By Brian Byrne
JUST a short couple of weeks after winning the Continental Irish Car of the Year 2022 award, the Kia EV6 was also announced as the European Car of the Year 2022.
More than a confirmation of its award-winning merit, it was a further affirmation that electric cars are no longer a novelty for the early adopter, but have come mainstream.
That both competitions featured the Kia and the Hyundai Ioniq 5 in close to top marks is no coincidence — they are siblings under the skin, with differently styled bodies and interiors. Either would have been deserving winners.
The result also underscores just where Korea is in global car-making, maybe even more so in terms of building and selling cars in Europe. Any Korean people I have met are dedicated and very hard-working people, and in so many of the industries that serve us all today, their commitment to excellence has brought them to benchmark levels.
When they decided a good number of years ago that they would become top level carmakers instead of producing cheap and not so cheerful mundanity, there was only going to be one result. By 2017 the Hyundai Motor Group were the number three carmaker in the world, only behind Toyota and Volkswagen.
I have written before about the EV6, its very stylish design, very high level of interior quality and comfort, and the sense of premium which is a key theme in all recent Kia models.
With the EV6 and the recently-arrived new generation Sportage, they have taken much of that a step further.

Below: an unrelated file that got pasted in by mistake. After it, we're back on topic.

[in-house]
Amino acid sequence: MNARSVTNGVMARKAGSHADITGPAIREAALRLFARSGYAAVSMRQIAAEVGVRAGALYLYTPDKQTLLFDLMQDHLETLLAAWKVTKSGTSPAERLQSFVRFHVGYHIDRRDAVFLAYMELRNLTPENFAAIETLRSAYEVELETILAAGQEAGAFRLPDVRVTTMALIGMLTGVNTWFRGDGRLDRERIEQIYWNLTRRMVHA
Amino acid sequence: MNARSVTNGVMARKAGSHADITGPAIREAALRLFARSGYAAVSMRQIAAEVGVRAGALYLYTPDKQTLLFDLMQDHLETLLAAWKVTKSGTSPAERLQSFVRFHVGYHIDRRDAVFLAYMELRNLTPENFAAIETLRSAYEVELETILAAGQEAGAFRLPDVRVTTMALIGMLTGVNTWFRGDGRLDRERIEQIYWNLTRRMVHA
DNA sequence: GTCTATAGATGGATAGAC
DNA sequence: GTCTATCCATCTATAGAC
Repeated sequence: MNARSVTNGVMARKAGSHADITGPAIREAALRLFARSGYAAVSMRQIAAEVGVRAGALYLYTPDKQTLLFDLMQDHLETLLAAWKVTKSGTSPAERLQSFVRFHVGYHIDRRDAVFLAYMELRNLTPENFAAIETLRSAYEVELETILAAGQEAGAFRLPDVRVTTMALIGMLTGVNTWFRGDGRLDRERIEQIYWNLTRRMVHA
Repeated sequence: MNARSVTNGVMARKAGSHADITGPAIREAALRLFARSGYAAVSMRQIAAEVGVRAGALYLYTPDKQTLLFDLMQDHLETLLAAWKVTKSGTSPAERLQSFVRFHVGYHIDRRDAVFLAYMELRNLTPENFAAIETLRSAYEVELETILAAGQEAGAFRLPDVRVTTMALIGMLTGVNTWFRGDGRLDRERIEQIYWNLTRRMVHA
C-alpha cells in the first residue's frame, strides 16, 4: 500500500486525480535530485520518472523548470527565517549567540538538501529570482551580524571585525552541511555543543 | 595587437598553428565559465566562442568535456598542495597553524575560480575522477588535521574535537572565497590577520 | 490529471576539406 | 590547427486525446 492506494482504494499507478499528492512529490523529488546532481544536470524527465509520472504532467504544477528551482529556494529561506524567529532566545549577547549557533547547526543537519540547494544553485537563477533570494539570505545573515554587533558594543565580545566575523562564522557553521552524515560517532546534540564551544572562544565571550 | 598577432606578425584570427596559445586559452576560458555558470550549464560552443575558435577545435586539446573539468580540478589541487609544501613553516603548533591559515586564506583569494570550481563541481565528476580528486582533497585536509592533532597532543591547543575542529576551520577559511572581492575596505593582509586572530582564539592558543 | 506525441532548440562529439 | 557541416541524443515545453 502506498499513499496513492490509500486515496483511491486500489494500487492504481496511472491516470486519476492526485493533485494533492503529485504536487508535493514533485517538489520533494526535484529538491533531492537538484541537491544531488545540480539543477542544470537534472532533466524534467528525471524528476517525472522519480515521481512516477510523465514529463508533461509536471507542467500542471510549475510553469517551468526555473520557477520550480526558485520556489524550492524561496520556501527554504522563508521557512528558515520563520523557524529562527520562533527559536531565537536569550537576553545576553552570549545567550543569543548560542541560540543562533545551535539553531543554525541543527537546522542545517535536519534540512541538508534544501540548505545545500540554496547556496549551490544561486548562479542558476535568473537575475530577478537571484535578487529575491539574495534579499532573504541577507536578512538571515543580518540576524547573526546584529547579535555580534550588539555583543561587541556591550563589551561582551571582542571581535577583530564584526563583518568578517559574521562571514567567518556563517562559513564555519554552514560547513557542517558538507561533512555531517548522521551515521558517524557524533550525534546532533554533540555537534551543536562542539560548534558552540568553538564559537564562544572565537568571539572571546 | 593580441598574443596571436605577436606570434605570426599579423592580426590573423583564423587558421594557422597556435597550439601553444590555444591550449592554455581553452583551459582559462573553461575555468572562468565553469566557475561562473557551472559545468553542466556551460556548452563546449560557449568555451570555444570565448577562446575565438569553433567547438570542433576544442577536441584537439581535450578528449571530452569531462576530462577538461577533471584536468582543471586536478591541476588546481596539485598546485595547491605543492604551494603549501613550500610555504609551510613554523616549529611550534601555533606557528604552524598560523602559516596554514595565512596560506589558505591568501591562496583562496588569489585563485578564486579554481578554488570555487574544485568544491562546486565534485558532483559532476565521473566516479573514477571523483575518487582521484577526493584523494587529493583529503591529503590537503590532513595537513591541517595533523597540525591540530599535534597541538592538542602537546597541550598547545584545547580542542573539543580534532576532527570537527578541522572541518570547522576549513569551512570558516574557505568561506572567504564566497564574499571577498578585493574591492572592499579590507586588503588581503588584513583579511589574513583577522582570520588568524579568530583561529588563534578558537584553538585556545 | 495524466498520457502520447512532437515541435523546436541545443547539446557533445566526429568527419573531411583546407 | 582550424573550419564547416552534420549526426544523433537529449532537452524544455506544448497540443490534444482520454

It would be hard to say why any of the recognised premium brands are any better than what is coming now from this mainstream maker.
With a longer time in the EV6, I did come up with a few negatives.
My review GT-Line car had a sliding panoramic sunroof, the overall impact on my headroom being quite significant. To the point that I would require the version without it.
Also, while the more than two feet of digital screens are colourful and very informative, having to stab at the centre one while driving was regularly quite annoying. A connected element, also in the new Sportage, is the long touchstrip below the central vents, with two sets of functions, one of them the climate control, which have to be separately selected. Another distraction. At least the climate temperature controls are proper knobs.
At this point, the EV6 is only sold here with the 77.4 kWh battery, which gives it a rated range of between 504-528km, the lower of those numbers for the more expensive GT-Line. Not sure why that is, perhaps the bit of extra weight being carried, because both have the same 229hp motor and the same rated acceleration of a little over seven seconds to 100km/h.
That drive experience is pretty sublime, though — responsive, smooth and so silent compared to ICE cars of any stripe.
Depending on the charger point in use, you can do a 10-80pc at a 50kW in an hour and 13 minutes, or in 18 minutes only at a 350kW charge station.
These last are still scarce enough, so expect that for most recharges on the go you’ll be looking at 45-50 minutes. But with that 500kms-plus range, you won’t be seeking out many service stations most of the time.
As I write this, the EV6 is the second-biggest selling electric car in the country, with the Hyundai Ioniq 5 stablemate on top by quite a long gap.
Both brands are selling as many of the two models as they can get their hands on and between them the Hyundai-Kia axis counts for 42pc of the electric car market here.
It’s that dedicated and very hard-working people, and their commitment to excellence. Pretty hard to beat.